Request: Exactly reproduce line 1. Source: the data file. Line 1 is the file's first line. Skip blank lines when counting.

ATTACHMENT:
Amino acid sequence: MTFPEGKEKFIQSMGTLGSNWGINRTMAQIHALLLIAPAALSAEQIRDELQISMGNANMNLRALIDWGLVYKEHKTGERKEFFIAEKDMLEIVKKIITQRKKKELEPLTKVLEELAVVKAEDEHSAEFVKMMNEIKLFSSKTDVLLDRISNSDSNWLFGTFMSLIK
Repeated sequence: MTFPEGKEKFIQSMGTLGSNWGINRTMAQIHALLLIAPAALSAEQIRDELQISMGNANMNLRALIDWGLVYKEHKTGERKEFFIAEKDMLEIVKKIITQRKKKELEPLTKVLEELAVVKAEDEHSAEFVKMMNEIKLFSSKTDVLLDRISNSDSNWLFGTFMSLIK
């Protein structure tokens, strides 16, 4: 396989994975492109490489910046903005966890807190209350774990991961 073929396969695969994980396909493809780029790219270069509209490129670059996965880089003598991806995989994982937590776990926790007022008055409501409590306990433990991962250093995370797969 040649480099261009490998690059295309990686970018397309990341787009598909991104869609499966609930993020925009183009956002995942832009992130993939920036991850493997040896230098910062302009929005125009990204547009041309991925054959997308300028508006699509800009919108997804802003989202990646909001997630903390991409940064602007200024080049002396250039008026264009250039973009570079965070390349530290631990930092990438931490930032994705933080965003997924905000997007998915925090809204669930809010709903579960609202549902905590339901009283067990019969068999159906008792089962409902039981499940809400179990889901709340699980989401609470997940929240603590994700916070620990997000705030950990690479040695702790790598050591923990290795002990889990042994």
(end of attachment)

Amino acid sequence: MTFPEGKEKFIQSMGTLGSNWGINRTMAQIHALLLIAPAALSAEQIRDELQISMGNANMNLRALIDWGLVYKEHKTGERKEFFIAEKDMLEIVKKIITQRKKKELEPLTKVLEELAVVKAEDEHSAEFVKMMNEIKLFSSKTDVLLDRISNSDSNWLFGTFMSLIK